However, Guindo is no slavish acolyte. He loves dubstep and UK funky. But no sooner have you noted "Capsule Process" (all fluttering, percussive arrhythmia, ambient pads and lurching bass) as a sonic cousin of Zomby's spare vignettes, than Guindo is turning this notion of Anglo-French exchange on its head. As well as bass music, he adores African percussion and Drexciya (see "EX06"), Dance Mania and that ghetto-footwork tradition, as well as more orthodox house music. All of which he channels in interesting, off-kilter ways. Either he doesn't understand how to replicate his source material or he is deliberately skewering it. Either way, even at his most derivative, Guindo is incapable of straight pastiche.
The key track is the juke-inspired collaboration with fellow Parisian producer French Fries, "Let Me Get," a bizarre amalgam of plaintive piano breakdowns from mid-'90s New York vocal house, Magnetic Man's big-stage melodrama, DJ Assault and a glossy hip-hop ballad. It is that improbable thing: a sad song with a bloke repeatedly shouting "let me get that ass," over the top of it.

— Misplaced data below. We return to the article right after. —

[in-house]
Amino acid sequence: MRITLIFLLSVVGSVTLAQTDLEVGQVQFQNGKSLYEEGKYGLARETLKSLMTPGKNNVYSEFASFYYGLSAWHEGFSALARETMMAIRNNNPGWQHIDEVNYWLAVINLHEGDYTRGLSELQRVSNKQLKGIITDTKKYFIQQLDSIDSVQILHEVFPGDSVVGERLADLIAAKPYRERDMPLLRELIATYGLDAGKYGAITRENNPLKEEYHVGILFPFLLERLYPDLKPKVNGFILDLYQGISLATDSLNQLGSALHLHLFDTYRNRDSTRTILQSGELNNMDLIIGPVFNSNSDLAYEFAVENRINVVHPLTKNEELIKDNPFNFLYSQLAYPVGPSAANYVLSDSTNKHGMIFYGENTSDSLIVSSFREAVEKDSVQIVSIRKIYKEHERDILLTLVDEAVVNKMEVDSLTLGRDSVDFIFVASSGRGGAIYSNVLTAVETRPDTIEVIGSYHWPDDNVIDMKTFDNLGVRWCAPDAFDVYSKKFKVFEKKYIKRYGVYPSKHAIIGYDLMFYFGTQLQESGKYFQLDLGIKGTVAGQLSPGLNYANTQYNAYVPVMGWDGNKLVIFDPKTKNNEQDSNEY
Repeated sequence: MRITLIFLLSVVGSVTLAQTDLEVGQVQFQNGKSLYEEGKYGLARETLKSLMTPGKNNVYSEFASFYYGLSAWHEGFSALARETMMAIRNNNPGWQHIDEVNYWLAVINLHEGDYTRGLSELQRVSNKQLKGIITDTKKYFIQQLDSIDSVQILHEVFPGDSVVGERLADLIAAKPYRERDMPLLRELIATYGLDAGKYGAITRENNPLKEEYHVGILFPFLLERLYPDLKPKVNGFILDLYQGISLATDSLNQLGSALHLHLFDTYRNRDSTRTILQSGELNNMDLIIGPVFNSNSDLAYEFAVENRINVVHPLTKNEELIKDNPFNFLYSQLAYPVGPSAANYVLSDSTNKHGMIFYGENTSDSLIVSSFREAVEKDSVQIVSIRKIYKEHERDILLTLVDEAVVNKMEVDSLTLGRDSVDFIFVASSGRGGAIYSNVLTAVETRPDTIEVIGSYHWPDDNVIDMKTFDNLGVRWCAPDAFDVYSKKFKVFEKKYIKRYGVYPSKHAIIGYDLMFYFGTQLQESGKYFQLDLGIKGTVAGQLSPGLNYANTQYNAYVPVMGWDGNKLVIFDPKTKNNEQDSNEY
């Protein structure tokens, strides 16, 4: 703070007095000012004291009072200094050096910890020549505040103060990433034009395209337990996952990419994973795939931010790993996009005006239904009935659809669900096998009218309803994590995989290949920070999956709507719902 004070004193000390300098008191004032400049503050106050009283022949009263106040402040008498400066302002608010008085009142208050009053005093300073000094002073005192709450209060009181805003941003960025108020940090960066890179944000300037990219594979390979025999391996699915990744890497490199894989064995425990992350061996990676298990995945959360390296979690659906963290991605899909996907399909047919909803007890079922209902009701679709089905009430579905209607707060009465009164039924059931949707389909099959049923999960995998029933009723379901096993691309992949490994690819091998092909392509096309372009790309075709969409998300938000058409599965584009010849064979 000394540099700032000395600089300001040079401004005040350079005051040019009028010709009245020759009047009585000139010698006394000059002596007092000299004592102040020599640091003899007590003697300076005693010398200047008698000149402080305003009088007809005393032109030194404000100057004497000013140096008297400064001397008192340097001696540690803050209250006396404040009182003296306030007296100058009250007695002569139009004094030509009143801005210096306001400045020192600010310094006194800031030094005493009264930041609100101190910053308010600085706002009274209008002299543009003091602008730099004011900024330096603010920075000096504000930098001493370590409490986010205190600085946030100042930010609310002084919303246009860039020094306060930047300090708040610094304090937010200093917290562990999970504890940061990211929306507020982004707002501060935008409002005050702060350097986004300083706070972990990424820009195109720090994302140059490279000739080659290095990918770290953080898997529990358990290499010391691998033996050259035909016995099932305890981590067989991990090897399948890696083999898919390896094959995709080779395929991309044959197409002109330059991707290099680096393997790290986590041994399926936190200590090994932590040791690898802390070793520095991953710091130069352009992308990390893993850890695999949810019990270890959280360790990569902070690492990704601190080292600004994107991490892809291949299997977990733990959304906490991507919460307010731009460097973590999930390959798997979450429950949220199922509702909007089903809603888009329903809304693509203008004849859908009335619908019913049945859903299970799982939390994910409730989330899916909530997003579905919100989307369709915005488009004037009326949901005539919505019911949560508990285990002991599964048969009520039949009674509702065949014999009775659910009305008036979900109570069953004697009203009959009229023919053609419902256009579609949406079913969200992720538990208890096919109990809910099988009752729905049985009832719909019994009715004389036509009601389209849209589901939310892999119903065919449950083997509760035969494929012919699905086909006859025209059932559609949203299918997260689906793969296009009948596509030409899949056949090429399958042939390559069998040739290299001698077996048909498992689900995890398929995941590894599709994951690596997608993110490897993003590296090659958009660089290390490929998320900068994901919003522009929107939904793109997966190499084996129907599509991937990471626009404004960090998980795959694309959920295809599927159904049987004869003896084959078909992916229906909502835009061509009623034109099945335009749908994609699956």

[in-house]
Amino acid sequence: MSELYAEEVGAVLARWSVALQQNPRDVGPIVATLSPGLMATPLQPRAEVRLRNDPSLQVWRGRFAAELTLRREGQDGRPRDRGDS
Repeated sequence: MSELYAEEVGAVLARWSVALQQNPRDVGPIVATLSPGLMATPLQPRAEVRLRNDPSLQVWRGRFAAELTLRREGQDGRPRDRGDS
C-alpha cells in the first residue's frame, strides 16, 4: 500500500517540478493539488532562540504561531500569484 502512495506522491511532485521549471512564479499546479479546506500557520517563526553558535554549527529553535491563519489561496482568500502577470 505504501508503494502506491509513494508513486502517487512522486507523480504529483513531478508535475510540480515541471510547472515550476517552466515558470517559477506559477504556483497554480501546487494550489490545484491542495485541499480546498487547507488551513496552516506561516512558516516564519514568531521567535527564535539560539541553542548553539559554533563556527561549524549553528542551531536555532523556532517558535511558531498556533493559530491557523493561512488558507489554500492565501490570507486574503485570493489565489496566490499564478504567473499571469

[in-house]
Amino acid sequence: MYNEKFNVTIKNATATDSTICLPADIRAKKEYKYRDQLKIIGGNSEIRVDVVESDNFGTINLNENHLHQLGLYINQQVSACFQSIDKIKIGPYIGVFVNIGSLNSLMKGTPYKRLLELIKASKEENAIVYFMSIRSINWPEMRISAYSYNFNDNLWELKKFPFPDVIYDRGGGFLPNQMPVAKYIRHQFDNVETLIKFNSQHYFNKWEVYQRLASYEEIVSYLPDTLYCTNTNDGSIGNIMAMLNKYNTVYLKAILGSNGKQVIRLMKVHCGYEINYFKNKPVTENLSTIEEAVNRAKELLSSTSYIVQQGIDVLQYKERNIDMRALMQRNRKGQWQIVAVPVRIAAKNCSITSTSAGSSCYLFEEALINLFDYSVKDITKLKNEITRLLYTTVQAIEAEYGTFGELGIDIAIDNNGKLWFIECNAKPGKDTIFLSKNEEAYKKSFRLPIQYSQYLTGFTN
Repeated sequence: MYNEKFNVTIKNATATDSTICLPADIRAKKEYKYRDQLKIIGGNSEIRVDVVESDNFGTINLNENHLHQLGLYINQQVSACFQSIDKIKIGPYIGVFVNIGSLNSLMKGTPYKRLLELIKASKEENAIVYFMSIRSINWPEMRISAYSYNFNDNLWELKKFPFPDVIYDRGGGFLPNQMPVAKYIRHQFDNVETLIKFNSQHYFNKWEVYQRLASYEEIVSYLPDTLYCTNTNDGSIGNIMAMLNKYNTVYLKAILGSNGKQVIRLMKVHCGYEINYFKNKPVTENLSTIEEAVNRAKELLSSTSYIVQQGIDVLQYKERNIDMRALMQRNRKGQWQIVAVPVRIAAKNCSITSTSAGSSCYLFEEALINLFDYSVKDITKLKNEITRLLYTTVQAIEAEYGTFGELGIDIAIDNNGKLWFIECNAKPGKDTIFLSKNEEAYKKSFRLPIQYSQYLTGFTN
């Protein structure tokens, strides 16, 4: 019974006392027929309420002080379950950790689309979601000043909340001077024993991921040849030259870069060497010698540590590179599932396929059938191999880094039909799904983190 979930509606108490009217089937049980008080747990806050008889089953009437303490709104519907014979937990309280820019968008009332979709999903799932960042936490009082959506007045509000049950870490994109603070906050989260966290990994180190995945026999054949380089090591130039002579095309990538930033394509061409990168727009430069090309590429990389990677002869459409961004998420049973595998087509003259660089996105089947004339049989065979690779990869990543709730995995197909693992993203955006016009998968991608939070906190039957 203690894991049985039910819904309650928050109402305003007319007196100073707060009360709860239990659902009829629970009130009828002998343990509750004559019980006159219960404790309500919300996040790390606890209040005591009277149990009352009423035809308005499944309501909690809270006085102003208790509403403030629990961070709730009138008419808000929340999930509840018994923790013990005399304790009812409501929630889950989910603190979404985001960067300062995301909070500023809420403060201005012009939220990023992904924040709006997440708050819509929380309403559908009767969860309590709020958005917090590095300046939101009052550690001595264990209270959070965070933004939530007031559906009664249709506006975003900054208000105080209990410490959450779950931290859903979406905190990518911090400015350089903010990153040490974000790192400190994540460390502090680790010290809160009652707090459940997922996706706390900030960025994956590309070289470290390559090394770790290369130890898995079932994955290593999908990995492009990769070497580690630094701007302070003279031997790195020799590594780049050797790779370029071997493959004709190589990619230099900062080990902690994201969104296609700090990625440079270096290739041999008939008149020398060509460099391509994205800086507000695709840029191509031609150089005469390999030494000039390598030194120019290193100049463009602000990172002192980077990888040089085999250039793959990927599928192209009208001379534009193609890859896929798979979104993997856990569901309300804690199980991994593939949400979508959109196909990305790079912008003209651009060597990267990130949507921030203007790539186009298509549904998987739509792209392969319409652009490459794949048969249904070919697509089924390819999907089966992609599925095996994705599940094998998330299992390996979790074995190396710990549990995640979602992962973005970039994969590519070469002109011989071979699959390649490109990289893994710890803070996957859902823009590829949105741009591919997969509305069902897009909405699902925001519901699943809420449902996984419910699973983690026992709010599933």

Only "Data," an avowed "techno tool" written on a plane to Berlin, really goes where you expect it to. All knife-grinding textures and gradually emerging bleeps, it is the kind of tightly compressed, machine-funk bomb that Ben Klock might drop. Little wonder that Modeselektor love Bambounou. All this is right up their irreverently eclectic strasse. Some of Orbiting still sounds a little sketchy, like a bunch of good ideas that have yet to coagulate into fully-rounded, purposeful bangers, but clearly Jeremy Guindo is a real maverick talent.